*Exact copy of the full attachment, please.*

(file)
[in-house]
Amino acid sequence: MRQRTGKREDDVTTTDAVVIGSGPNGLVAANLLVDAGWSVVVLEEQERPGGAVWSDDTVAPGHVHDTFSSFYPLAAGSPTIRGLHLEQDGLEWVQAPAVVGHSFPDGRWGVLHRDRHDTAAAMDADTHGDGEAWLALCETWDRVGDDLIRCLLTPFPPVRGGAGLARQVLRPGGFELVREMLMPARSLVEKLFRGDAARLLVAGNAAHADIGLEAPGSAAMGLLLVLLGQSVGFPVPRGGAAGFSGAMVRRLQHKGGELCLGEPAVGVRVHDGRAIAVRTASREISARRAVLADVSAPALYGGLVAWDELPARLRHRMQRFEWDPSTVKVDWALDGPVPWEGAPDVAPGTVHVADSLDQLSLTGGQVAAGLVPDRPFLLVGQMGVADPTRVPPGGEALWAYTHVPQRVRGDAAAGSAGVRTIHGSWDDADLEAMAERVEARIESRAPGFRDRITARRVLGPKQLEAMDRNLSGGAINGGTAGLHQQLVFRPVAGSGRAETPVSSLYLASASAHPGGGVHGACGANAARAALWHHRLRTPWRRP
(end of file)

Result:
[in-house]
Amino acid sequence: MRQRTGKREDDVTTTDAVVIGSGPNGLVAANLLVDAGWSVVVLEEQERPGGAVWSDDTVAPGHVHDTFSSFYPLAAGSPTIRGLHLEQDGLEWVQAPAVVGHSFPDGRWGVLHRDRHDTAAAMDADTHGDGEAWLALCETWDRVGDDLIRCLLTPFPPVRGGAGLARQVLRPGGFELVREMLMPARSLVEKLFRGDAARLLVAGNAAHADIGLEAPGSAAMGLLLVLLGQSVGFPVPRGGAAGFSGAMVRRLQHKGGELCLGEPAVGVRVHDGRAIAVRTASREISARRAVLADVSAPALYGGLVAWDELPARLRHRMQRFEWDPSTVKVDWALDGPVPWEGAPDVAPGTVHVADSLDQLSLTGGQVAAGLVPDRPFLLVGQMGVADPTRVPPGGEALWAYTHVPQRVRGDAAAGSAGVRTIHGSWDDADLEAMAERVEARIESRAPGFRDRITARRVLGPKQLEAMDRNLSGGAINGGTAGLHQQLVFRPVAGSGRAETPVSSLYLASASAHPGGGVHGACGANAARAALWHHRLRTPWRRP